Group Medical insurance protects us all from way more than just the occasional ER visit. Health care can keep your employees happy, working efficiently, and out of debilitating medical debt. Beyond the government requirements for providing your employees with access to coverage, a good health care package is often used as an incentive to hire the top people in your industry.
Most business owners provide health insurance through group plans which are backed by organized medical networks. There are several types of networks, the most common being: HMOs, PPOs, POSs and HSAs.
If you are in charge of choosing a plan for your company, it is important for you to understand the facts about each type of plan, and how each could impact your employees.
Let’s review some of the basics about each plan …
Health Maintenance Organization Plans (HMO)
An HMO group health insurance plan will meet the medical needs of your employees who enroll through a managed system of medical care. They work with a group of doctors, medical personnel and facilities to provide the necessary services your people request. Each person under the plan is required to pick a primary care physician who will then direct his or her medical needs through one of the system’s clinics.
Preferred Provider Organization Plans (PPO)
A PPO is a group system of health care organized by an insurance company. Physicians, health care providers of all types, hospitals and clinics sign contracts with the PPO system to create a network of preferred providers to care for your employees at discounted costs. These medical providers accept the PPO’s fee schedule and guidelines for its managed medical care. PPO’s will cover out-of-network costs, but you will pay a bit more.
Exclusive Provider Organization Plans (EPO)
An EPO is a type of managed care system known as a network. It is made up of care providers which network members must choose between. Although exceptions may be made for emergency situations, at all other times you must be seen by medical provider in your approved network … you may have heard someone talk about needing an “In Network” doctor, that’s this type of plan. Most EPOs require policyholders to choose a primary care physician who will handle most medical issues, and will issue referrals for specialists. EPOs generally focus on preventative care, and encourage plan subscribers to take steps to stay healthy at all times. One benefit of an EPO plan is that we are able to negotiate lower rates with health care providers for you over other types of plans, because EPO members are restricted to in-network doctors only.
Health Reimbursement Accounts (HRA)
An HRA, also known as Health Reimbursement Arrangements are employer-funded, tax-advantaged health benefit plans that reimburse employees for out-of-pocket medical expenses and individual health insurance premiums that are paid for medical care. Using a Health Reimbursement Account yields tax advantages to offset health care costs for your team.
Health Savings Accounts (HSA)
We are all constantly searching for affordable health care options, and a Health Savings Account is the very best option. It is meant to replace high cost, low deductible health insurance policies that are simply not feasible for many Americans. It can also be used to supplement employee retirement accounts if an employee is healthy and wishes to keep the money in an account that will grow with tax advantages.
High Deductible Health Plans (HDHP)
This option for health insurance called High Deductible Health Plans (HDHP) began in 2003 as an alternative to the plans offered by HMOs and PPOs that promise low deductibles, but only by charging high premiums. Combining a High Deductible Health Plan (HDHP) with a Health Savings Account (HSA) or a Health Reimbursement Arrangement (HRA) provides traditional medical coverage with a tax free way to build funds that cover medical expenses today and in the future.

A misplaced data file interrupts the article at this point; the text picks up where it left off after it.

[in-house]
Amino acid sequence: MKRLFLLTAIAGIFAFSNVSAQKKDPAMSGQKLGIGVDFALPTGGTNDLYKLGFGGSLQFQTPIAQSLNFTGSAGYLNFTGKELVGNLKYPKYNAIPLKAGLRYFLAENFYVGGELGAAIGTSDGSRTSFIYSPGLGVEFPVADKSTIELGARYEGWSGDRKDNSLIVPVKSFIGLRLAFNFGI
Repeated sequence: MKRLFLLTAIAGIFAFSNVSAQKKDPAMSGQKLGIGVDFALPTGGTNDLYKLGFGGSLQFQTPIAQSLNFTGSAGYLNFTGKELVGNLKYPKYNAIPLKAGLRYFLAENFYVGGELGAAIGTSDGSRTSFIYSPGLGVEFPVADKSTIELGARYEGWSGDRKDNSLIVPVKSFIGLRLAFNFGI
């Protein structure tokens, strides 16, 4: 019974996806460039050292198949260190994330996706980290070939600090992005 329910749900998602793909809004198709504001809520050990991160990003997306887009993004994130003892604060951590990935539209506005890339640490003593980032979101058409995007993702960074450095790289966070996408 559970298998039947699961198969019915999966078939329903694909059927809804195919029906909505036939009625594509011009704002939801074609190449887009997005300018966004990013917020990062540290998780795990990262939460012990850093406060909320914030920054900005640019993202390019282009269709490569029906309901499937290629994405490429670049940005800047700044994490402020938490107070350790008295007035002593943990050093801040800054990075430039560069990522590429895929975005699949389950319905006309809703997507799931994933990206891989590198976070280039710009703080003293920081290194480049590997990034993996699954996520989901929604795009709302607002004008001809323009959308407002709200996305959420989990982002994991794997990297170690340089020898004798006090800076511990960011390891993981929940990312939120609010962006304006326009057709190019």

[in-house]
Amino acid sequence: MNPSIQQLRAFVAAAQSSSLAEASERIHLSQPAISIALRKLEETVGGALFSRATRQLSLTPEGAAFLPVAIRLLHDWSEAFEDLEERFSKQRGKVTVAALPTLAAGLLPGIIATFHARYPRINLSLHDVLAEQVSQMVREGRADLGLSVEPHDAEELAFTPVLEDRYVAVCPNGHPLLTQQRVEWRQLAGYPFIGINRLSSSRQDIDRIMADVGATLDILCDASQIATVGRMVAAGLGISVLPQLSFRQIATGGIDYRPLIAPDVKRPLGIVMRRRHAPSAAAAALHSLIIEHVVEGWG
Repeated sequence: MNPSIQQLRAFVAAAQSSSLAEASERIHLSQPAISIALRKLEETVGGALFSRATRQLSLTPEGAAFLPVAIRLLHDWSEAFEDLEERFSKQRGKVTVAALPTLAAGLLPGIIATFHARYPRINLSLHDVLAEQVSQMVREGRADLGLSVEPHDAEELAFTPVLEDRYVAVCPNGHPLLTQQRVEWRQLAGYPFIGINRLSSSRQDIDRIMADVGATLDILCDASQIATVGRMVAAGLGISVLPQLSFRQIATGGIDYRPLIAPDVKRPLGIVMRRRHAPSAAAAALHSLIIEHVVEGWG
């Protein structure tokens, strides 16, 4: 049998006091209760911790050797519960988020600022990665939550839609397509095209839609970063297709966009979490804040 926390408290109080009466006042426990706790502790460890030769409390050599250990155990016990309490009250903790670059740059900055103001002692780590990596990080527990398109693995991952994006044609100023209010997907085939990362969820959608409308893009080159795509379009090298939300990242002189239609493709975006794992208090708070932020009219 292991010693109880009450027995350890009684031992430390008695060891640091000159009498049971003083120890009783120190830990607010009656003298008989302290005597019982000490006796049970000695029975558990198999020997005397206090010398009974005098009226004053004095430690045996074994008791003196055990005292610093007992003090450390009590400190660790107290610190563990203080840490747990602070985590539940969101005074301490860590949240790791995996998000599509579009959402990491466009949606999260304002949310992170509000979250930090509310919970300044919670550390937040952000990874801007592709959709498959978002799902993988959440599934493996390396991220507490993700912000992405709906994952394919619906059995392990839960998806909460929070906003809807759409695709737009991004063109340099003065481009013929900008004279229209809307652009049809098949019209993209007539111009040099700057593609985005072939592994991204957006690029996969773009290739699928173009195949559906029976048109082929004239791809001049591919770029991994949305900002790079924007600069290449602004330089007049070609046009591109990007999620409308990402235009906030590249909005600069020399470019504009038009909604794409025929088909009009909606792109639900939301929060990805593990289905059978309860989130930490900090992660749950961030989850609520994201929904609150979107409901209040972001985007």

Point of Service Plans (POS)
A POS is also a managed-care health insurance group plan with characteristics of both an HMO and a PPO. It offers more flexibility for picking your own providers than HMO plans, but not quite as much as a PPO.
Self-Directed Health Plans (SDHP)
A SDHP combines the features of a PPO-based plan with the added feature of a Self-Directed Account (SDA). The SDA is funded with a maximum quarterly allowance to use for certain types of routine or preventive care services. Unused funds roll over to next year, allowing enrollees to save for health care expenses that may pop up down the road.
How would you differentiate a small business from a large?
A small business is any organization with 2 or more people working together for payment. Once you have more than 50 people in your organization then you are considered a large company. At that time we would want to talk about more than just medical insurance to keep your company protected.
Do I need to qualify in order to have an HSA or HRA account?
When you choose a High Deductible Health Plan, your income level determines whether you are eligible for an HSA or HRA policy. If you are enrolled in Medicare, you are not eligible for an HSA. The HDHP with HSA or HRA gives you greater flexibility for using your health care benefits. You can pay your deductible with funds from your HSA or HRA. If you have an HSA, you can also choose to pay your deductible out-of-pocket, allowing your savings account to grow.
What are the steps for getting a POS plan started?
In a POS plan, you select a primary care physician from a list of participating providers, just like you would with an HMO plan. All your medical care is directed by this physician, so he or she will be your “point of service.” This doctor will normally refer you to other in-network physicians if you have a need for a specialist. There is a broad base of medical providers in the network which typically covers a wide geographic area.